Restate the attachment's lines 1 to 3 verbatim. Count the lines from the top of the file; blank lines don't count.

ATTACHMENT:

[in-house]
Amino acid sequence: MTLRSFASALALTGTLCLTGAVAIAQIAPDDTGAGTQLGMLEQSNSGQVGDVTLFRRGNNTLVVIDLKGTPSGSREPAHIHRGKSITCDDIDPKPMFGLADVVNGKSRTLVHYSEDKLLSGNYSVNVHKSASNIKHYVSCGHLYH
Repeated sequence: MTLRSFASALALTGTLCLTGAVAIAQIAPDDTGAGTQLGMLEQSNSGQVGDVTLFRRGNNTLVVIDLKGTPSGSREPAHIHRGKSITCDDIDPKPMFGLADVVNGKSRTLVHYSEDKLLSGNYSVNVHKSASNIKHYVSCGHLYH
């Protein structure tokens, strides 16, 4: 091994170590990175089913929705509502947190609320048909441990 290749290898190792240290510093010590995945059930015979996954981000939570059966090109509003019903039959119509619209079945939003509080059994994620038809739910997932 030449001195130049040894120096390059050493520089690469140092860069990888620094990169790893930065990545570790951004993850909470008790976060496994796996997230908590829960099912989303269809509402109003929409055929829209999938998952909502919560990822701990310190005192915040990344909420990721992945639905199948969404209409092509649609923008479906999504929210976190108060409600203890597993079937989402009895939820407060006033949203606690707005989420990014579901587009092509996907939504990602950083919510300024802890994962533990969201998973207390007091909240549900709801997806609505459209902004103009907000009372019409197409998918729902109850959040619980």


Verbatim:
[in-house]
Amino acid sequence: MTLRSFASALALTGTLCLTGAVAIAQIAPDDTGAGTQLGMLEQSNSGQVGDVTLFRRGNNTLVVIDLKGTPSGSREPAHIHRGKSITCDDIDPKPMFGLADVVNGKSRTLVHYSEDKLLSGNYSVNVHKSASNIKHYVSCGHLYH
Repeated sequence: MTLRSFASALALTGTLCLTGAVAIAQIAPDDTGAGTQLGMLEQSNSGQVGDVTLFRRGNNTLVVIDLKGTPSGSREPAHIHRGKSITCDDIDPKPMFGLADVVNGKSRTLVHYSEDKLLSGNYSVNVHKSASNIKHYVSCGHLYH